Our valued sponsor

Common Reporting Standard / Revolut CRS

kpeter440

New member
Apr 23, 2024
4
4
3
23
Hungary
Visit site
Hello,

I recently had some gambling income into my Revolut account, which I subsequently sent back to the gambling site and lost. In my home country, this income is taxable even if the money was lost. I understand that Revolut reports information through the Common Reporting Standard.
I’ve heard that only the end-of-year balance and stock-related activities are reported. Can anyone confirm if the actual movement of money, such as my gambling transactions, will also be reported?

Thanks
 
  • Like
Reactions: clemens
Can anyone confirm if the actual movement of money, such as my gambling transactions, will also be reported?
can confirm, you better report the account to the tax office before the tax office will get your balance. Once they see it they will request documents from you and the game starts.
 
can confirm, you better report the account to the tax office before the tax office will get your balance. Once they see it they will request documents from you and the game starts.
I saw some posts here where people said only year end balance gets reported and stock related stuff. So that's not true?


I mean like this post, only year end balance is stated in the report. What do you think about this? @clemens
 
Last edited:
I saw some posts here where people said only year end balance gets reported and stock related stuff. So that's not true?
It is true, but your tax office won't stop there depending on the amount and how aggressive they are. They can request Revolut to send account statements for the period you have been using them, after that you will have to explain your self.
 
  • Like
Reactions: kpeter440
I don't agree with you, the tax offices in some countries are aggressive and even the employees there are not from elite schools and underpaid they are not stupid, they also have AI and if they see an account which you didn't put on your tax filing they request information, ALOT of it.

Maybe if you live in some bana republic, in Russia or the Baltics they may don't care, but you better don't relay on that if you live in countries like Germany, Denmark, Sweden and so on.
 
I don't agree with you, the tax offices in some countries are aggressive and even the employees there are not from elite schools and underpaid they are not stupid, they also have AI and if they see an account which you didn't put on your tax filing they request information, ALOT of it.

Maybe if you live in some bana republic, in Russia or the Baltics they may don't care, but you better don't relay on that if you live in countries like Germany, Denmark, Sweden and so on.
In Hungary I believe you don’t have to put your Revolut account in your tax filing, so I believe they wouldn’t go after a low end year balance account. What do you think?
 
I don't agree with you, the tax offices in some countries are aggressive and even the employees there are not from elite schools and underpaid they are not stupid, they also have AI and if they see an account which you didn't put on your tax filing they request information, ALOT of it.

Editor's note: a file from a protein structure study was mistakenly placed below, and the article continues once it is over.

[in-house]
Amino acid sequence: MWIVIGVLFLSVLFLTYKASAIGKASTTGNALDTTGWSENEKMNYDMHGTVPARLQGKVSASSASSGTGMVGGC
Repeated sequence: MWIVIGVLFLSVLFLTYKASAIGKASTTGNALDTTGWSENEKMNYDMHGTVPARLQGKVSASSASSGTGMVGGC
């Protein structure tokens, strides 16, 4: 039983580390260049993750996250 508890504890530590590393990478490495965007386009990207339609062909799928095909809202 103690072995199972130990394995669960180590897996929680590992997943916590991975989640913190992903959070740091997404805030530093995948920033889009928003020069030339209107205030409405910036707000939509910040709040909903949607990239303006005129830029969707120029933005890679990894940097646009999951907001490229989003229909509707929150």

Maybe if you live in some bana republic, in Russia or the Baltics they may don't care, but you better don't relay on that if you live in countries like Germany, Denmark, Sweden and so on.
We're talking about an account that the taxpayer reports himself on the tax return. If not reported then the risk is higher.

Tax offices in those countries will not ask for all transactions for every foreign account of their residents. They don't even check most transactions for domestic accounts. Sure there's always a risk, but not very big. It's quite common to have a foreign account these days, at least in Europe.
 
We're talking about an account that the taxpayer reports himself on the tax return. If not reported then the risk is higher.

Tax offices in those countries will not ask for all transactions for every foreign account of their residents. They don't even check most transactions for domestic accounts. Sure there's always a risk, but not very big. It's quite common to have a foreign account these days, at least in Europe.
Man you don't know at all what the heck you are talking about! Misleading people to believe what you just wrote can have completely unforeseen consequences for those who read what you have written and believe it.

But we are, of course, masters of our own will, and we must bear the consequences of our actions in this life. And you are welcome to write what you think and your way of viewing things, so I will leave it up to the reader to decide.
 
Tax offices in those countries will not ask for all transactions for every foreign account of their residents.
I agree with others BS - I have been living in Denmark for years and got slaughtered by the tax office because they saw all the EMI's I owned even they didn't hold a balance. 4 years later I still in difficulties and left the countries a few years ago!
 
  • Wow
Reactions: cryptofriendly
what did they do to you?
1717509457709.jpeg

It is still bleeding​
 
  • Love
Reactions: clemens

Latest Threads